Saturday, February 20, 2010

Solution to the "Women to the Back" Bus Dilemma

This could very well be one of those pre-Purim jokes.  I wouldn't be surprised if the the Jerusalem Post had been conned when they published this piece about individual, portable mechitzot (curtains) for men to wear in airplanes to prevent them from seeing movies, women etc.

Let the men who insist that women should sit in the back of they bus, because they don't want to see them wear those "portable mechitzot" when traveling on the bus.  The driver should just announce each stop in advance like in the subways or the Long Island Railroad.

And don't forget the simplest solution for the man who doesn't want to sit next to a woman on the bus...  stand.  Yes, I'm serious and I've told men to sit together to free seats for women.

There are two very important elements ignored on the "mehadrin," women to the back buses.  One is דרך ארץ  derech eretz proper behavior between human beings, and the other is old-fashioned common sense.  On these buses, a man can't help his mother, nor can a woman help her father nor a husband a wife, etc.

Whether the ‘personal mehitzas’ is a joke or not, there are men who live as if they're wearing a lampshade on their head for many years.  I can never forget how some young chareidi men sat on the bus when a very pregnant me (almost twenty-seven years ago) stood uncomfortably.  An old woman got up to give me her seat.  Very loudly, I told her that she needed to sit, too, but those young boys should be getting up for me.

I admit that I'm no rabbi, not all that learned in Torah, but there's no doubt in my mind that it's a greater mitzvah to do "chesed," good deeds to other people than to cut yourself off and ignore others.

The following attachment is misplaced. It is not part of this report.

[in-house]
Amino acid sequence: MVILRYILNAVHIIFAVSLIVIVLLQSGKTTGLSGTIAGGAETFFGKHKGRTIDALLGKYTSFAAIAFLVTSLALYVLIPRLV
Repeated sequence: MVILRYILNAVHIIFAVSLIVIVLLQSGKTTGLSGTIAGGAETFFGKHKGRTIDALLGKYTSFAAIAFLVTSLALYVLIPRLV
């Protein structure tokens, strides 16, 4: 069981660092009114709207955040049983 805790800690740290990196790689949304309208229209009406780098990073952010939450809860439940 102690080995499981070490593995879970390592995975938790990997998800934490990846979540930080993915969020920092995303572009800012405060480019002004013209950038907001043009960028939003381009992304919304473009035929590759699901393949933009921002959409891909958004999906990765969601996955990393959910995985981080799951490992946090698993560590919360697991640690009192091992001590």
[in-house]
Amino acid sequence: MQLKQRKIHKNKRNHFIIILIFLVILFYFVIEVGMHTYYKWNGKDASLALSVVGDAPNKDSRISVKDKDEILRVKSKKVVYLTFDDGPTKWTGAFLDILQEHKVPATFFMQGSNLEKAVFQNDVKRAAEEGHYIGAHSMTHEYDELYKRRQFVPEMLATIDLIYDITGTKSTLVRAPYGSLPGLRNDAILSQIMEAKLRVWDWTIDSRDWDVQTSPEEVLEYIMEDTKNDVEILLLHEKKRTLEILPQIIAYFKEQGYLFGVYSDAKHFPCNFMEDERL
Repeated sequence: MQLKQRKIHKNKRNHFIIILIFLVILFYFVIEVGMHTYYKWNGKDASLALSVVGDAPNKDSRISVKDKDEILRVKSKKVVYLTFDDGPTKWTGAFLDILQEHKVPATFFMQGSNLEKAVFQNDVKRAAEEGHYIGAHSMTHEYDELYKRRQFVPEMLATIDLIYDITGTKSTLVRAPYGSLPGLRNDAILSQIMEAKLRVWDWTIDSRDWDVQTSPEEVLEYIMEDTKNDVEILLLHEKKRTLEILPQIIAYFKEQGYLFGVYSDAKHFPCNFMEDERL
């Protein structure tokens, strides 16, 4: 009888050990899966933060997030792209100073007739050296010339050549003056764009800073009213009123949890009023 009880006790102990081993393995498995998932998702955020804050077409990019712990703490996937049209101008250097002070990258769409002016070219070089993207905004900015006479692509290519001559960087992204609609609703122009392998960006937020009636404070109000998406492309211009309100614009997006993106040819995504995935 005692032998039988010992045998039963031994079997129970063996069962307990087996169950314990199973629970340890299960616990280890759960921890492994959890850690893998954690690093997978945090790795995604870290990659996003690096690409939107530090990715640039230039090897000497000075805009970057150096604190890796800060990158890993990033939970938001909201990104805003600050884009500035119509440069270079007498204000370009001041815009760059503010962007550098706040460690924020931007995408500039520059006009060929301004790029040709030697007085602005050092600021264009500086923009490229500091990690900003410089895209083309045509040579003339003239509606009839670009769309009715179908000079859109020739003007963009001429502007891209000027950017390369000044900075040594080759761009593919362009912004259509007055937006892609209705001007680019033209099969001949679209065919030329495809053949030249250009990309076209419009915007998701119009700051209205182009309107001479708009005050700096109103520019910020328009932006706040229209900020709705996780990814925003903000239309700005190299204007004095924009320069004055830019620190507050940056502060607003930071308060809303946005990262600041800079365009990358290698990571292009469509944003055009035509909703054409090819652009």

Shavua Tov uMevorach
Have a Good and Blessed Week

5 comments:

Daniel said...

It is sick. If the Chumrah is that sexes should sit separately, MEN should go to the back or stand. I was raised to always give my seat to a lady

Batya said...

Daniel, the sexes sitting in separate seats when possible is more pleasant, but dividing the buses into gender separate sections is something else.

No doubt you were well-raised.

Hadassa said...

Shalom!
I remember reading about the plans for mehadrin buses before they became a reality. They were supposed to be offered as an option on lines that had enough passengers to allow for some of the buses to be mehadrin without decreasing service for those who didn't want to sit separately and without being a financial drain. What happened? I read on a JPost comment that the hareidim started their own lines and then Egged asked them to stop because they would run mehadrin lines. Is that true? Privatizing the busing industry would solve this, and many other problems.
JPost article aside, in response to requests from passengers, ELAL made some of the sections on their planes movie-free. The operative word here is CHOICE. (Of course now most planes have individual screens for movies, which is good also if you want to take a nap when everyone else wants to watch a movie.)
I have stood on buses rather than sit next to men - my choice, not their demand. I have switched seats to allow men to avoid sitting next to women. I've said it before and I'll say it again, a few polite explanations from the hareidim probably would have prevented this ridiculous situation in which so many people are accusing Israel of being in the Dark Ages.
P.S. Did you quote the Tora when the old woman gave you her seat?

Batya said...

Hadassa, it really is easy on the plane to ignore movies. And if someone doesn't want to look at anyone, there are the sleep masks. I'm sure the personal mechitza story is a joke for Adar.

But about the buses, there's a "mehadrin" route in Neve Yaakov which skips the stop near the pool, because that's a Russian/chiloni neighborhood, though not exclusively. It's also a stop for the 25/45, which comes less frequently because of the mehadrin buses.

Money's a big part of the decision. Remember that more chareidm need buses than chilonium and Egged can't afford to lose their customers.

Hadassa said...

Shalom!
I can't sleep with a mask on and it was always impossible to ignore the big bright screen. People were given a CHOICE that made everyone happy. The same should be possible for bus travel, but it's not because the government regulates the industry to the extent that fair competition is impossible.